– Withdrawal syndrome: if certain substances that cause relaxation or well being are abused and then radically removed, abstinence or “hangover” occurs, causing the opposite symptoms.

That is, if you drink large amounts of alcohol, which is a depressant substance of the Central Nervous System (produces relaxation), the symptoms of withdrawal would be nervousness and irritability. The same happens with the withdrawal of certain tranquilizing drugs such as anxiolytics.

In addition, the consumption of drugs or alcohol can eventually make or worsen an anxiety that already exists.

– Secondary effect of certain medications : there are drugs prescribed to treat medical symptoms that in some people can cause anxiety. It is not surprising, because we still know very little about drugs and the exact mechanism of action of many of those that are commercialized is unknown.

An example is corticosteroids, vasodilators or theophylline (Durandal Montaño, 2011).

– A poor or inadequate diet can cause symptoms of anxiety and depression. For example, if you abuse coffee, tea or energy drinks, sugar or saturated fats.

Factors of our environment

Obviously the things that happen to us every day and the meaning they have for us are fundamental for the development of stress and anxiety. It is important to know that anxiety is usually born from an accumulation of several stressful events. Some very common are:

– Stress continued at work or at school . We recommend you visit the article How to Be Happy at Work.

– Stress in our personal relationships with friends, family or partner: frequent discussions, broken families, toxic or unstable relationships, suffering abuse or abandonment, etc. Visit Toxic People: 18 Things they do and how to avoid them.

– Economic problems and difficulties in finding work.

– Emotional losses or duels such as the death of a loved one or separation from the couple. Visit How to overcome the death of a loved one: 10 tips.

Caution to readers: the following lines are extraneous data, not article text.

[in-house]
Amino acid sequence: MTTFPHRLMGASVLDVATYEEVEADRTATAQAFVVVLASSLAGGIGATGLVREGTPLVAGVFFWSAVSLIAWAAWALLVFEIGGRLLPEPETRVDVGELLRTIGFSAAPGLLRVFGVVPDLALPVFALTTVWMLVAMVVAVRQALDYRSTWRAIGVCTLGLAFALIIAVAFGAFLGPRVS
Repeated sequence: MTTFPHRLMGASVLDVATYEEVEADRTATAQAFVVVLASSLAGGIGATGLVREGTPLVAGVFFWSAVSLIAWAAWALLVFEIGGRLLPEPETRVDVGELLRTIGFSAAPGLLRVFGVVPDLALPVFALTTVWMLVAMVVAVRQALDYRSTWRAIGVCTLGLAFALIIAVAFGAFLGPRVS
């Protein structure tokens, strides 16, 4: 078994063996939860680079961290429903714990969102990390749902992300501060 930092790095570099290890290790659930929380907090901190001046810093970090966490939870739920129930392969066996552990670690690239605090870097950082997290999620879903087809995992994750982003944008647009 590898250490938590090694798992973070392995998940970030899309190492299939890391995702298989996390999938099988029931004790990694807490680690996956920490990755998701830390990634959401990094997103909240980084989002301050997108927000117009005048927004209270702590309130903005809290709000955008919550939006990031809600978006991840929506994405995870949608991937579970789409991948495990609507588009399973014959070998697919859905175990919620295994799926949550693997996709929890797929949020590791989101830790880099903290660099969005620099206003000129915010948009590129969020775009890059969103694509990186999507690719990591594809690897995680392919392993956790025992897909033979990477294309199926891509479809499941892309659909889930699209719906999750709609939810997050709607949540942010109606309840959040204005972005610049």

Certain lifestyles or habits can affect how we feel and this make us more likely to suffer anxiety, for example:

– Do not sleep the necessary hours , not enough rest or have alterations in sleep. Visit 7 Techniques and Tricks to Sleep Well (Quickly).

– Being continuously busy and not having time for oneself.

– Work for many hours in a row.

–  Want to take control of everything and worry too much about things. Later we will talk about this more extensively, which is what will determine to a large extent that anxiety is generated and maintained.

Past events

The experiences that happened to us in the past, especially in our childhood, can strongly impact us and make us vulnerable to anxiety and other disorders.

Mainly if they are facts that have not been overcome or resolved or repressed in our interior. Thus, when something happens in the present that resembles the past negative experience, feelings of anguish and restlessness surface again in us.

Therefore, children who have suffered traumatic events, abuse, neglect or abuse have a higher risk of developing an anxiety disorder at any time of their life. As it happens if the trauma has been in adulthood. If several factors come together, anxiety may appear.

Being anxious can also be something we have learned in our lives. For example, if our parents are anxious and give us a hostile view of the world, considering it full of potential dangers.

The education received in the upbringing is essential to increase the probability of suffering anxiety: if the parents have been overprotective and have instilled fear in their children, or if the education has been very demanding, perfectionist and suffocating.

Genetic factors

It seems that anxiety has a genetic component. That is, anxiety disorders frequently appear in the same family.

They are still investigating what genes are involved in the anxiety and in what way.